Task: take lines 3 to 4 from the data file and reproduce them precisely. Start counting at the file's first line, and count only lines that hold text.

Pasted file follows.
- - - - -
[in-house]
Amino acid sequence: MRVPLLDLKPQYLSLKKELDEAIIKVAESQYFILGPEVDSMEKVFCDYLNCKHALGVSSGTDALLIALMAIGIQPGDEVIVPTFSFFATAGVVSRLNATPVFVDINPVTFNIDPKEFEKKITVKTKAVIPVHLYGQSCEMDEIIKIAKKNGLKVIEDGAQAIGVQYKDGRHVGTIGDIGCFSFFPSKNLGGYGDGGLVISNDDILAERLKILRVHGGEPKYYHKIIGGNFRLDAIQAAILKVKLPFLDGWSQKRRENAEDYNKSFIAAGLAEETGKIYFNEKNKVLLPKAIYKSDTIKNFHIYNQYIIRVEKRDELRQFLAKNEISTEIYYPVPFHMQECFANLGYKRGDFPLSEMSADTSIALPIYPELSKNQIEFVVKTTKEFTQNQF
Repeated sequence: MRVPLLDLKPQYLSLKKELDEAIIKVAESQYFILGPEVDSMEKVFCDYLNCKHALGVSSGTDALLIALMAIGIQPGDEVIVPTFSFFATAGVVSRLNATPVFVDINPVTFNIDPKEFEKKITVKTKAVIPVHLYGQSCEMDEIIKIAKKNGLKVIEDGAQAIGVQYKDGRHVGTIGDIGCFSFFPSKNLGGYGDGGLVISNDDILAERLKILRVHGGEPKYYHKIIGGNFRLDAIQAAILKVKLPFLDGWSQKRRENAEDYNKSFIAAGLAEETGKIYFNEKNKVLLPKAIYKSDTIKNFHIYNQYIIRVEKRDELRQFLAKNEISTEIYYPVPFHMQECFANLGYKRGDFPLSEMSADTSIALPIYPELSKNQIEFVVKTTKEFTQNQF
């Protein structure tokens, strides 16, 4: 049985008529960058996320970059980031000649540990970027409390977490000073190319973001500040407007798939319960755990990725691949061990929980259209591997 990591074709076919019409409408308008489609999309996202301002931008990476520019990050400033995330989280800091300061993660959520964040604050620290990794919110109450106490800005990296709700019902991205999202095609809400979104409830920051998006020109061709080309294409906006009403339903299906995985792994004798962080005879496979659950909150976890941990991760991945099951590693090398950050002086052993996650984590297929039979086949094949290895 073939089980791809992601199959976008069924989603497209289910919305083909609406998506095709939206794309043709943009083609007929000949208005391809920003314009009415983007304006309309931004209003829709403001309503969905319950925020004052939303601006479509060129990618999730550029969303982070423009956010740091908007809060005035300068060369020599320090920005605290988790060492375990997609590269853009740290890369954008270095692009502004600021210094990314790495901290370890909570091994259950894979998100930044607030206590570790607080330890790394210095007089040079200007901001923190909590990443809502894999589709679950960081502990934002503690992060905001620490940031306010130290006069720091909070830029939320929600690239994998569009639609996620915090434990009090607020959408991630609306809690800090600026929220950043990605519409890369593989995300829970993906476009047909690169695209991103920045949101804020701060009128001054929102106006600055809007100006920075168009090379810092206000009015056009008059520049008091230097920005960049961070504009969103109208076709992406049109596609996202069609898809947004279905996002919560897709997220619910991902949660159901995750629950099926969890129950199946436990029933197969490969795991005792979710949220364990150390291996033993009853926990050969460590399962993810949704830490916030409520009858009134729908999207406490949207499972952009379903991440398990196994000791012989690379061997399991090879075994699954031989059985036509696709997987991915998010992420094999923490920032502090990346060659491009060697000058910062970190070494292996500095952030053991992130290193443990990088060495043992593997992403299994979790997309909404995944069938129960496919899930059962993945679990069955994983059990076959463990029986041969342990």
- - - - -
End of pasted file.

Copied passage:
Repeated sequence: MRVPLLDLKPQYLSLKKELDEAIIKVAESQYFILGPEVDSMEKVFCDYLNCKHALGVSSGTDALLIALMAIGIQPGDEVIVPTFSFFATAGVVSRLNATPVFVDINPVTFNIDPKEFEKKITVKTKAVIPVHLYGQSCEMDEIIKIAKKNGLKVIEDGAQAIGVQYKDGRHVGTIGDIGCFSFFPSKNLGGYGDGGLVISNDDILAERLKILRVHGGEPKYYHKIIGGNFRLDAIQAAILKVKLPFLDGWSQKRRENAEDYNKSFIAAGLAEETGKIYFNEKNKVLLPKAIYKSDTIKNFHIYNQYIIRVEKRDELRQFLAKNEISTEIYYPVPFHMQECFANLGYKRGDFPLSEMSADTSIALPIYPELSKNQIEFVVKTTKEFTQNQF
């Protein structure tokens, strides 16, 4: 049985008529960058996320970059980031000649540990970027409390977490000073190319973001500040407007798939319960755990990725691949061990929980259209591997 990591074709076919019409409408308008489609999309996202301002931008990476520019990050400033995330989280800091300061993660959520964040604050620290990794919110109450106490800005990296709700019902991205999202095609809400979104409830920051998006020109061709080309294409906006009403339903299906995985792994004798962080005879496979659950909150976890941990991760991945099951590693090398950050002086052993996650984590297929039979086949094949290895 073939089980791809992601199959976008069924989603497209289910919305083909609406998506095709939206794309043709943009083609007929000949208005391809920003314009009415983007304006309309931004209003829709403001309503969905319950925020004052939303601006479509060129990618999730550029969303982070423009956010740091908007809060005035300068060369020599320090920005605290988790060492375990997609590269853009740290890369954008270095692009502004600021210094990314790495901290370890909570091994259950894979998100930044607030206590570790607080330890790394210095007089040079200007901001923190909590990443809502894999589709679950960081502990934002503690992060905001620490940031306010130290006069720091909070830029939320929600690239994998569009639609996620915090434990009090607020959408991630609306809690800090600026929220950043990605519409890369593989995300829970993906476009047909690169695209991103920045949101804020701060009128001054929102106006600055809007100006920075168009090379810092206000009015056009008059520049008091230097920005960049961070504009969103109208076709992406049109596609996202069609898809947004279905996002919560897709997220619910991902949660159901995750629950099926969890129950199946436990029933197969490969795991005792979710949220364990150390291996033993009853926990050969460590399962993810949704830490916030409520009858009134729908999207406490949207499972952009379903991440398990196994000791012989690379061997399991090879075994699954031989059985036509696709997987991915998010992420094999923490920032502090990346060659491009060697000058910062970190070494292996500095952030053991992130290193443990990088060495043992593997992403299994979790997309909404995944069938129960496919899930059962993945679990069955994983059990076959463990029986041969342990």